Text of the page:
Citigroup, Wells Fargo, Bank of America urges shareholders to vote against gender-equity audit.

The country’s three largest banks are urging shareholders to reject racial-equity resolutions after showing solidarity with the Black Lives Matter movement last year.

Citigroup Inc. C.
+ 0.37%,
Wells Fargo & Co. WFC,
+ 1.25%
And Bank of America Corp. BAC,
+ 0.82%
It was one of several large U.S. companies offering public support in response to widespread protests following the police killings of George Floyd and Brona Taylor last summer. In recent days, they have objected, saying they have officially asked all shareholder groups to conduct and disclose ethnic-equity audits and other changes, saying they are already doing enough to address equity issues.

Shareholder proposals, urging banks to examine their practices and policies and identify ways to “avoid adverse effects on non-white stakeholders and communities of color”, say banks are unnecessary because they are committing different, related initiatives and / or money Is. Such issues internally and externally. These proposals are included in shareholders ’proxy statements, which allow companies to support or oppose shareholders’ resolutions and explain why before getting votes at annual meetings.

For more: Companies declared ‘black life objection’ last year and are now being asked to prove it

The bank has a “conflicting history” when it comes to addressing racial injustice in communities, CTW Investment Group said in a proposal to Citi shareholders. The group provides examples, including the City being fined by the Treasury Department in 2019 for failing to offer mortgage discounts and credits to all customers; Its required minimum maintenance fee and minimum daily balance; And the fact that it has only one black executive in the C-suite (Chief Financial .fisher Mark Mason).

“While we disagree with the overall approach to this proposal, we are fully committed to its stated goal of eliminating racial inequality in the financial sector,” Citi said in its proxy filed Wednesday.

The bank pointed to its billion 1 billion commitment to provide more access to banking and mortgages for color communities, as well as to invest in black businesses. It also states that “in September 2020, the City released a 104-page report on the economic value of black inequality in the United States, with the title ‘Racist Inequality Gaps’ closed.” And said his efforts on these issues are available. Public.

Citi is also recommending that shareholders vote on other ethnic equity-related resolutions, such as diversifying its board of directors and adopting policies such as the “Rooney Rule” policy and disclosing its direct and indirect lobby activities in the report.

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CTW also cited minimum requirements for deposits and fees in its Bank of America resolution, adding that the Treasury Department found in 2018 that the bank gives relatively fewer home loans to minorities than white applicants in Philadelphia, and that Buffa’s C-suite is only 8%. Is black.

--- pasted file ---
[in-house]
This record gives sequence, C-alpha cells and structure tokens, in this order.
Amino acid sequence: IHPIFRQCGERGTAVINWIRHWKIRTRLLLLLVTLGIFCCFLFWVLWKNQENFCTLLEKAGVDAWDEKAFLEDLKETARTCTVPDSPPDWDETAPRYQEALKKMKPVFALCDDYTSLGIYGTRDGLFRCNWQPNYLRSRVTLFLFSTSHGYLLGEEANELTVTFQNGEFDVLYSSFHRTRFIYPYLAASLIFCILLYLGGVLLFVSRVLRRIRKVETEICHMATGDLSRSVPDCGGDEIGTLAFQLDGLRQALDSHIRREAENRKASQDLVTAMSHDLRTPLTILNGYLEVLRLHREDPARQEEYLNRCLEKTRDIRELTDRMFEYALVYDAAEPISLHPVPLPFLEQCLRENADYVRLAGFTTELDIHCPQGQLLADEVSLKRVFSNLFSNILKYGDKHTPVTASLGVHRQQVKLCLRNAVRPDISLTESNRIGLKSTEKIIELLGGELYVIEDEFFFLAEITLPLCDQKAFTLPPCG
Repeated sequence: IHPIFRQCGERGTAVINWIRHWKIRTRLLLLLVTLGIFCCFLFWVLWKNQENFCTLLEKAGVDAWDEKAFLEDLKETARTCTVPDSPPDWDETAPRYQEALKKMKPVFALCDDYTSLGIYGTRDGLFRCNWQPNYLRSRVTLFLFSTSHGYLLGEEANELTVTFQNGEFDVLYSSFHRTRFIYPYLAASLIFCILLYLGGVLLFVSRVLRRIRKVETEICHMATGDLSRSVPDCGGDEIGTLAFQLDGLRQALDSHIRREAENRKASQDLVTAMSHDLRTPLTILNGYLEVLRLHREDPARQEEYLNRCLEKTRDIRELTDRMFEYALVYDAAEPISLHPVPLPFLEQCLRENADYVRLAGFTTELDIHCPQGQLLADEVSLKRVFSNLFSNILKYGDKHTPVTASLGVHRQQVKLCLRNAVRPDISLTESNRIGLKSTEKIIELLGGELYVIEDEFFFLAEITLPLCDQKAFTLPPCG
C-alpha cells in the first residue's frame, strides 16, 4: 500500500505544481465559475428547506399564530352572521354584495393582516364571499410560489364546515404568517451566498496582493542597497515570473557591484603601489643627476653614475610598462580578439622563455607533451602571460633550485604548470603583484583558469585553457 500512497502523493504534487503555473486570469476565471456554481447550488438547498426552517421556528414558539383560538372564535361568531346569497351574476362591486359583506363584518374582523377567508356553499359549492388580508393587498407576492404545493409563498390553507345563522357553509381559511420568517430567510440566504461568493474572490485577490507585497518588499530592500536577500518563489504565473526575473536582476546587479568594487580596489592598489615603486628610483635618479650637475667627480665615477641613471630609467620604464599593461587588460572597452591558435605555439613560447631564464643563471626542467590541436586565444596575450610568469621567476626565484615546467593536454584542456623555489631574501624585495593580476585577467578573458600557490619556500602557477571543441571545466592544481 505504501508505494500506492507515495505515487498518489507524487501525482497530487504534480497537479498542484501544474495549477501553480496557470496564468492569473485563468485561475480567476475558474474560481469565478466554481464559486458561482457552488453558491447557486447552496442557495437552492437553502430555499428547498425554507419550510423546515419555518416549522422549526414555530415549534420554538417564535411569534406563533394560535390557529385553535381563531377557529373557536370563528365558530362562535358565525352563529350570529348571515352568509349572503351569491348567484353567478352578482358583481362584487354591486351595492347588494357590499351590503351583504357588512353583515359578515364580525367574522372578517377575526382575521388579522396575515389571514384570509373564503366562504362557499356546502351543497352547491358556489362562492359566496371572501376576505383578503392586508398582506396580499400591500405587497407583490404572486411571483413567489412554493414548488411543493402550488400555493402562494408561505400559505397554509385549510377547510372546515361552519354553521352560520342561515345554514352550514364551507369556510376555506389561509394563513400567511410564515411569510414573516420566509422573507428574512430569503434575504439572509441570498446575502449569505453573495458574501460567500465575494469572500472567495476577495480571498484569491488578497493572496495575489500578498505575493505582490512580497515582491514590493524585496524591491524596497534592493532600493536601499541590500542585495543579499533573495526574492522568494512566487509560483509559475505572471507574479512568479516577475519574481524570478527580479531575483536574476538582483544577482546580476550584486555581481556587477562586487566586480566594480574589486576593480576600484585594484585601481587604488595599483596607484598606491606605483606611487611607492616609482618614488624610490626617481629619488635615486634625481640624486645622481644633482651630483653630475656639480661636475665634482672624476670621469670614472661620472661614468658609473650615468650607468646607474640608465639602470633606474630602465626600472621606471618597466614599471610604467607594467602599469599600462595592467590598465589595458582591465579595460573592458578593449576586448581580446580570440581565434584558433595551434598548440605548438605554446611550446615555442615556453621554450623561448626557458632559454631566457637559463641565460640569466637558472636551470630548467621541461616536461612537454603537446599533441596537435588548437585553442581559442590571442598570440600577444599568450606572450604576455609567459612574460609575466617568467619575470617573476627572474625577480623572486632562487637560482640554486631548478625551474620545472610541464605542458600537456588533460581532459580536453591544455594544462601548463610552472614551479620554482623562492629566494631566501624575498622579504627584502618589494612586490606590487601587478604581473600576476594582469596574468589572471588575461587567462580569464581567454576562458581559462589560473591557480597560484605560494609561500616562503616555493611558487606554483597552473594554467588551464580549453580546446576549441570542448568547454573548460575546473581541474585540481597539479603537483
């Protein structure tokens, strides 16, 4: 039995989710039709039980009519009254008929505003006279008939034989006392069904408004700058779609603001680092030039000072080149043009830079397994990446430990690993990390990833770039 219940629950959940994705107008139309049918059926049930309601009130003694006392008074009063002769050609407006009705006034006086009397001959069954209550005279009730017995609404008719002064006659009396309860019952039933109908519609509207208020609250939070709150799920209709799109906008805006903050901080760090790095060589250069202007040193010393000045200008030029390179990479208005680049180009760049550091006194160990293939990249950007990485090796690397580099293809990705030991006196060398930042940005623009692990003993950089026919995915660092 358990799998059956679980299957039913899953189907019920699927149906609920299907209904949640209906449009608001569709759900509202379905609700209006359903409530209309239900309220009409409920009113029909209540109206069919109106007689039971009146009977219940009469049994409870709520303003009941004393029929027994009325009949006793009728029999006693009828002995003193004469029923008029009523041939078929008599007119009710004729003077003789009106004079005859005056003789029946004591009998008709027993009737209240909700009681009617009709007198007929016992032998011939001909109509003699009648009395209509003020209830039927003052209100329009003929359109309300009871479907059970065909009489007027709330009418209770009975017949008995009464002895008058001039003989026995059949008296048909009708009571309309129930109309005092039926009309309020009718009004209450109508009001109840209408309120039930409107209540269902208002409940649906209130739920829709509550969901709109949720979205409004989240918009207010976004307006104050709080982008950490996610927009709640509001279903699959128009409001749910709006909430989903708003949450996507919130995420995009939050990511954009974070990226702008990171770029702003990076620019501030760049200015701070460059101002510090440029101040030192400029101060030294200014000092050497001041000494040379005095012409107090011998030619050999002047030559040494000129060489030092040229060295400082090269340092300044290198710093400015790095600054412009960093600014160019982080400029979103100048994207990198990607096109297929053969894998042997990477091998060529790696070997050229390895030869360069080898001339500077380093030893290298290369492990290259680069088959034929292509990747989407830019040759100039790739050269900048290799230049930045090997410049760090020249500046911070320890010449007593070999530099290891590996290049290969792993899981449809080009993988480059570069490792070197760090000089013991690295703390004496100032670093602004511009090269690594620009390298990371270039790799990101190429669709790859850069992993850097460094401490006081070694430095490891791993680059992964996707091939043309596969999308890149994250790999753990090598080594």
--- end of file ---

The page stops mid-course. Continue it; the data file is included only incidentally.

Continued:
Bank of America said in a proxy issued last week that it has committed પહે 3 billion to donate to minority-owned businesses, job initiatives in black and Hispanic communities, affordable housing and historically black colleges and universities. He also drew his work with “customer advocates in the design and marketing of our financial services and products” and his efforts to diversify his workplace and leadership.

His proposal at Wells Fargo cites the bank’s record of discriminatory lending by the Service Employees International Union Pension Plan Master Trust, which has led to various lawsuits and settlement with the Department of Justice, as well as settlement of employment-discrimination claims.

Wells Fargo, which released its proxy on Tuesday, said it was conducting a “human rights impact assessment”, and would release a summary of the results and the response it plans to take. The company also said it is striving for diversity, equity and inclusion in its workplace and its top positions.

Dieter Weizenager, CTW’s executive director, worked with SEIU on shareholders’ proposals. While he said he “welcomed” the banks’ promises on issues of gender equality and justice, “as investors, we believe that a crucial part of this work is an independent assessment of the effectiveness of these promises.”

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Shareholder groups also noted that the banks’ political and charitable donations contradicted their commitment to justice and equity.

The SEIU’s shareholder resolution said Wells Fargo had donated to Senator Tom Catton, who called for military airstrikes on Black Lives Matter protests, as well as other members of Congress with racist records.

CTW stated that the CAT made 2,242,000 donations to 74 members of Congress during the 2020 election cycle, rated as ‘F’ by the NAACP, and that Bank of America was involved in issuing “Judgment Liability Bonds,” part of which Used to pay. “For Police Related Settlements” in Los Angeles.

Both Wells Fargo and Bank of America have donated to police departments to “bypass common procurement processes for purchasing equipment for the police department, including surveillance technology used to target communities of color and non-violent protesters,” shareholder resolutions say.

Goldham Sachs Group Inc. G.S.,
+ 0.95%,
Morgan Stanley M.S.,
+ 1.60%
And JPMorgan Chase & Co. JPM,
+ 1.03%
Are facing similar shareholder proposals, and their proxies are not yet pending. This article will be updated when they do.